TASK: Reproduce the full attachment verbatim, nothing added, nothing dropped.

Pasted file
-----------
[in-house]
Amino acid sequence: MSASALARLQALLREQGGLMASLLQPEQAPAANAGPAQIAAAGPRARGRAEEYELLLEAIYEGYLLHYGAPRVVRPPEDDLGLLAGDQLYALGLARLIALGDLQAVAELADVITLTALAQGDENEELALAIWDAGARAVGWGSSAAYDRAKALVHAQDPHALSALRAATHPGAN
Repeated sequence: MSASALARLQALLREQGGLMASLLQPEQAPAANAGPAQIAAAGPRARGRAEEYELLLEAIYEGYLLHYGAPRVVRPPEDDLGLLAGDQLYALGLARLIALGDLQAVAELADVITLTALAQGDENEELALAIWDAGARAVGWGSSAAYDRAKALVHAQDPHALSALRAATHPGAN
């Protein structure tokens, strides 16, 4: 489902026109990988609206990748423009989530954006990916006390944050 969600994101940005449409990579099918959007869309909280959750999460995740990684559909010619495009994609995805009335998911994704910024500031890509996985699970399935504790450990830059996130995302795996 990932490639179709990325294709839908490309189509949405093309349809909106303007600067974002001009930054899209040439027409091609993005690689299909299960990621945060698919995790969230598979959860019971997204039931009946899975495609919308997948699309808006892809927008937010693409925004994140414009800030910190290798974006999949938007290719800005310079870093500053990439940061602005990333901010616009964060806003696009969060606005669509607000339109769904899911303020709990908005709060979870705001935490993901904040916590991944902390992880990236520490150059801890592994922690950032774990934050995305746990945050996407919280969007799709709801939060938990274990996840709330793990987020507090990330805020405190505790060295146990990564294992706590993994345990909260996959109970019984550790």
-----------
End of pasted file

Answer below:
[in-house]
Amino acid sequence: MSASALARLQALLREQGGLMASLLQPEQAPAANAGPAQIAAAGPRARGRAEEYELLLEAIYEGYLLHYGAPRVVRPPEDDLGLLAGDQLYALGLARLIALGDLQAVAELADVITLTALAQGDENEELALAIWDAGARAVGWGSSAAYDRAKALVHAQDPHALSALRAATHPGAN
Repeated sequence: MSASALARLQALLREQGGLMASLLQPEQAPAANAGPAQIAAAGPRARGRAEEYELLLEAIYEGYLLHYGAPRVVRPPEDDLGLLAGDQLYALGLARLIALGDLQAVAELADVITLTALAQGDENEELALAIWDAGARAVGWGSSAAYDRAKALVHAQDPHALSALRAATHPGAN
């Protein structure tokens, strides 16, 4: 489902026109990988609206990748423009989530954006990916006390944050 969600994101940005449409990579099918959007869309909280959750999460995740990684559909010619495009994609995805009335998911994704910024500031890509996985699970399935504790450990830059996130995302795996 990932490639179709990325294709839908490309189509949405093309349809909106303007600067974002001009930054899209040439027409091609993005690689299909299960990621945060698919995790969230598979959860019971997204039931009946899975495609919308997948699309808006892809927008937010693409925004994140414009800030910190290798974006999949938007290719800005310079870093500053990439940061602005990333901010616009964060806003696009969060606005669509607000339109769904899911303020709990908005709060979870705001935490993901904040916590991944902390992880990236520490150059801890592994922690950032774990934050995305746990945050996407919280969007799709709801939060938990274990996840709330793990987020507090990330805020405190505790060295146990990564294992706590993994345990909260996959109970019984550790």